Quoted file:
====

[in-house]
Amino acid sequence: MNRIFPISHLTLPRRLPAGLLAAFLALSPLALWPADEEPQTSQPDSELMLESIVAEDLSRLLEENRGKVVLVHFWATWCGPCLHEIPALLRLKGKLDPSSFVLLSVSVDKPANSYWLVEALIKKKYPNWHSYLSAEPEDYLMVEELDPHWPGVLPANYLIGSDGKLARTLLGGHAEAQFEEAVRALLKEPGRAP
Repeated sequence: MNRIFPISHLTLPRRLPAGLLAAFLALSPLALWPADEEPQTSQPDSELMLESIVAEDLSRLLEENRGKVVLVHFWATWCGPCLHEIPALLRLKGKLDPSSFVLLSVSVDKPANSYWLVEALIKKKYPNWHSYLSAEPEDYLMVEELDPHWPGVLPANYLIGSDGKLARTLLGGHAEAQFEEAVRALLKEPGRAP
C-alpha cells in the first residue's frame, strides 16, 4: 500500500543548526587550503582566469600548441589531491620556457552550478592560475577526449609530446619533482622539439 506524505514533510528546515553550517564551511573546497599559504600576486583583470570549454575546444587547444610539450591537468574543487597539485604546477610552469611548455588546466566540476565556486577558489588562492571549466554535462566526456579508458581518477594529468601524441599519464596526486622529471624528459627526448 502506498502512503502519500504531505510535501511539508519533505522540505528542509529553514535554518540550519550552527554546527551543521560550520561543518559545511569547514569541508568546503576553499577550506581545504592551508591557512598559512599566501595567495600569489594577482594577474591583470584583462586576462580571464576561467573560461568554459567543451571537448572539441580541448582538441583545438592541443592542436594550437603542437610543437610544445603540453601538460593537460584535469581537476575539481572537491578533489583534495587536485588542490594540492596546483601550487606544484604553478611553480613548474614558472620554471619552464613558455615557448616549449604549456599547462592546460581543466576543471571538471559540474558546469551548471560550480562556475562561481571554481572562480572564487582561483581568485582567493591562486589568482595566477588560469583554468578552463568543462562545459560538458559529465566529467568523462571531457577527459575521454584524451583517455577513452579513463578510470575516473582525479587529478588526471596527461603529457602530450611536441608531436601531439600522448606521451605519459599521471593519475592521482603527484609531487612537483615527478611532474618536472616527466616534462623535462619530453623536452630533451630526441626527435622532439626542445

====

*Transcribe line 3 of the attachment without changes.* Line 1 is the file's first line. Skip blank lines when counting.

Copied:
Repeated sequence: MNRIFPISHLTLPRRLPAGLLAAFLALSPLALWPADEEPQTSQPDSELMLESIVAEDLSRLLEENRGKVVLVHFWATWCGPCLHEIPALLRLKGKLDPSSFVLLSVSVDKPANSYWLVEALIKKKYPNWHSYLSAEPEDYLMVEELDPHWPGVLPANYLIGSDGKLARTLLGGHAEAQFEEAVRALLKEPGRAP